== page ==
Enterprise Architects are Salesmen
A few years ago I took an “architectural study” sabbatical. During this sabbatical, on top of reading, I also attended courses, conferences and workshops in the field. One of such conferences was, “The Enterprise Architecture Conference” organised by IRM UK. Everyone and their dog were there—by that I mean speakers like John Zachman, among other celebrities in the field. Could you believe that this was the most disappointing, and depressing event I have ever attended in my life?
I’m writing from memory, but either the title, the content (or at least the preamble) of nearly every session was something along the lines of:
- How to prove the value of enterprise architecture
- Why no one understands what enterprise architects do
- What should be the definition of enterprise architecture
Imagine that you were a cardiologist who attended a conference about cardiology:
- How to prove the value of cardiology
- Why no one understands what cardiologists do
- What should be the definition of cardiology
If such were the state of affairs in cardiology, you would quit and move into any other, more mature discipline, in which their members at least know what their goal is—and most importantly, others alien to the field. Needless to say, you would never let your GP refer you to a cardiologist if you knew these are the calibre of conferences they attend.
Let’s be honest. No one knows what EAs do; we are the worst at articulating whatever value we supposedly bring. We spend years arguing what a proper EA should and should not do. People publish Venn diagrams on Linked-In every now and then to draw the boundaries of the profession but it doesn’t help. By and large, we are jack of all trades, we get our fingers into way too many pies, and we do a lot of low-level IT stuff we are not supposed to do.
The thing that is certain, in my view, is that EAs are not senior engineers. I don’t believe that any kind of architect is a senior engineer (as far as the role is concerned), although he or she might be one in reality, in a given discipline . The reason is that engineering is about applying science. And science is rigorous, methodical, and detailed. You don’t get to a point where you “got the t-shirt”, and that engineering becomes “below your station”. You can only do harder science. At CERN, it takes hundreds of scientists to set up and run an experiment, but it is always science. Not so with enterprise architecture.
If you call yourself an EA, what law can you name right now from the top of your head, which is universally, unequivocally true, that you apply to the formulation of architectures. I’m not talking about something from social sciences like Conway’s Law, or the likes of design patterns that apply to very narrow and specific programming paradigms. There’s nothing in TOGAF or Zachman that is science. Nothing in ITIL is science either. If you go down one step into more of the IT solution space, and in the likes of CQRS, event-driven design, etc, maybe, if you are lucky, you would come across the likes of the CAP theorem. This is just a hint of what science feels like. In real science, everything is built upon previous theorems (like the CAP one), unless you want to win a Nobel Prize by finding a contradiction in existing ones.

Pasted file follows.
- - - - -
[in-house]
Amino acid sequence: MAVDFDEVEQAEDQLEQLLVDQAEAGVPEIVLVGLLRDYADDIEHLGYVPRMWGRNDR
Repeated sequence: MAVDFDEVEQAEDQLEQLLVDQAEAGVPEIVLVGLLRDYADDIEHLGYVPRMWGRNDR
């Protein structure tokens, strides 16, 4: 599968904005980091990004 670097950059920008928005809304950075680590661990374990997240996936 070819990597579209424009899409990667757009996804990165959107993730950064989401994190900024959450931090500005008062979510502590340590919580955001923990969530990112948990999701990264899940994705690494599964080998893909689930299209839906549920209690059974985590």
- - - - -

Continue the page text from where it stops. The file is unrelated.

Fine, we are not scientists, and we are not engineers either (because that requires applying proper science). What are we then? Jacks of all trades, master of none? Absolutely, but the closest tangible role I can think of is that of a salesman.
“Get lost Ernie, you may call yourself that but I ain’t no salesman”
Why is it that it is impossible to say the word “salesman” without mentally prefixing it with “snake oil”? Exactly. We’ve been conditioned to think that sales people are there to fool you into buying something that you don’t need and that, most certainly, you don’t want. The other myth is that sales people don’t do anything constructive; they take money for something they haven’t made themselves.
But you see, top salesmen actually excel at the opposite of what the myth suggests. Star level salesmen are particularly good at providing exactly what people need and want, not only in terms of the final good or service, but also in the way that said good or service is acquired and delivered. The amount of their commission or whether they drive a Porsche is beside the point.
This is also our goal in enterprise architecture: to provide to our customers exactly what they need and want, and to make the buying experience and delivery process equally important. This seems like a tautology, but let me put the emphasis on need and want.
Need and want are not two similar words to reinforce one another. We can’t deliver upon an objective necessity that is not wanted and neither should we deliver against a want that is not needed. A great share of our efforts goes into balancing needs and wants. Our capability diagrams, AS-IS vs TO-BE comparisons, and so on, they all have the same objective: to ensure that needs and wants are perfectly aligned. This is exactly what a good salesman does. Getting this equation wrong means failing to meet expectations and, thus, no repeat business in the future. We can’t afford that.